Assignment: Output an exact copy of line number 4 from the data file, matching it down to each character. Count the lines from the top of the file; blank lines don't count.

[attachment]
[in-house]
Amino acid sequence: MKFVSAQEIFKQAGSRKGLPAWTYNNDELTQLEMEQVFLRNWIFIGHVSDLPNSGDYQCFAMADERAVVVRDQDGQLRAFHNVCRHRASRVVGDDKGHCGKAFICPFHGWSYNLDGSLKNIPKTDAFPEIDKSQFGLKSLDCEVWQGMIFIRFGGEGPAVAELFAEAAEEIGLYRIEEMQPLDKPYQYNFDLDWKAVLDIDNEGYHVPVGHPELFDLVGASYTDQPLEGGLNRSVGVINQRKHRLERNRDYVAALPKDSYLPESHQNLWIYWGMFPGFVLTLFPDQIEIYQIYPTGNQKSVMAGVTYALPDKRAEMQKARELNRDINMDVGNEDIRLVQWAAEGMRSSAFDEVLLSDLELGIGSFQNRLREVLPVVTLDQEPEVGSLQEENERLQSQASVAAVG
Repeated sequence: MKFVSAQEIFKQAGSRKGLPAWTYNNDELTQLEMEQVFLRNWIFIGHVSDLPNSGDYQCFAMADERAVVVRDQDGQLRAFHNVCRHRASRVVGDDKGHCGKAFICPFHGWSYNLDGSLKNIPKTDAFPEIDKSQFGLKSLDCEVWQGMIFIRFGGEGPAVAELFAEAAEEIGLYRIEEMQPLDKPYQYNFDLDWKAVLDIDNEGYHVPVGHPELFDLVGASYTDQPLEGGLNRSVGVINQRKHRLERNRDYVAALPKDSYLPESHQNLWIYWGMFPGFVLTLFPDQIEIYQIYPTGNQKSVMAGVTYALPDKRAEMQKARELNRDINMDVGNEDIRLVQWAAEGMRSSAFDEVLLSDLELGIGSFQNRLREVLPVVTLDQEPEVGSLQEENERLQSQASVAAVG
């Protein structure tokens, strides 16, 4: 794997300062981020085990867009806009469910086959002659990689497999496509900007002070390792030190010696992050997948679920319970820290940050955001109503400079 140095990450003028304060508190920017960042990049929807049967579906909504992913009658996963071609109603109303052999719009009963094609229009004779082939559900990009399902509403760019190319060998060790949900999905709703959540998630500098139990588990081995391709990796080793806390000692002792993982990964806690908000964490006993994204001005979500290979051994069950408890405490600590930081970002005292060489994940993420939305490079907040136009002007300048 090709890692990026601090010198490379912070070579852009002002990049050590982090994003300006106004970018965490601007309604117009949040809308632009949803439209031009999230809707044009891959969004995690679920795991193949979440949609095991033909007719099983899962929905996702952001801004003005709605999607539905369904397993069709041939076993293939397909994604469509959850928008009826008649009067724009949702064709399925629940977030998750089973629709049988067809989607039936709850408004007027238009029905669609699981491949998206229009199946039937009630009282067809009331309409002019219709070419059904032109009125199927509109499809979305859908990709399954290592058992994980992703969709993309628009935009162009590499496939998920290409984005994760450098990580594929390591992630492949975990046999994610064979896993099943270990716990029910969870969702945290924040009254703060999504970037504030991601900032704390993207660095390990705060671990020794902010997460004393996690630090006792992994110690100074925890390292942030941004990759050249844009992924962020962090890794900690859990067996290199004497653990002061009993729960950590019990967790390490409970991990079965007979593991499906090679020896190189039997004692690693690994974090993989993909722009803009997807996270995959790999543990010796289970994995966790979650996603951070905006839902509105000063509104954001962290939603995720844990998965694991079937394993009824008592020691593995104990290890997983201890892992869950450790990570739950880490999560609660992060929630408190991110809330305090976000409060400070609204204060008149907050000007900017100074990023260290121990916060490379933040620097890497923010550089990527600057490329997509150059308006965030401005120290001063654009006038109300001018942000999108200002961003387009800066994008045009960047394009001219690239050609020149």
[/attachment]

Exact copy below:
């Protein structure tokens, strides 16, 4: 794997300062981020085990867009806009469910086959002659990689497999496509900007002070390792030190010696992050997948679920319970820290940050955001109503400079 140095990450003028304060508190920017960042990049929807049967579906909504992913009658996963071609109603109303052999719009009963094609229009004779082939559900990009399902509403760019190319060998060790949900999905709703959540998630500098139990588990081995391709990796080793806390000692002792993982990964806690908000964490006993994204001005979500290979051994069950408890405490600590930081970002005292060489994940993420939305490079907040136009002007300048 090709890692990026601090010198490379912070070579852009002002990049050590982090994003300006106004970018965490601007309604117009949040809308632009949803439209031009999230809707044009891959969004995690679920795991193949979440949609095991033909007719099983899962929905996702952001801004003005709605999607539905369904397993069709041939076993293939397909994604469509959850928008009826008649009067724009949702064709399925629940977030998750089973629709049988067809989607039936709850408004007027238009029905669609699981491949998206229009199946039937009630009282067809009331309409002019219709070419059904032109009125199927509109499809979305859908990709399954290592058992994980992703969709993309628009935009162009590499496939998920290409984005994760450098990580594929390591992630492949975990046999994610064979896993099943270990716990029910969870969702945290924040009254703060999504970037504030991601900032704390993207660095390990705060671990020794902010997460004393996690630090006792992994110690100074925890390292942030941004990759050249844009992924962020962090890794900690859990067996290199004497653990002061009993729960950590019990967790390490409970991990079965007979593991499906090679020896190189039997004692690693690994974090993989993909722009803009997807996270995959790999543990010796289970994995966790979650996603951070905006839902509105000063509104954001962290939603995720844990998965694991079937394993009824008592020691593995104990290890997983201890892992869950450790990570739950880490999560609660992060929630408190991110809330305090976000409060400070609204204060008149907050000007900017100074990023260290121990916060490379933040620097890497923010550089990527600057490329997509150059308006965030401005120290001063654009006038109300001018942000999108200002961003387009800066994008045009960047394009001219690239050609020149």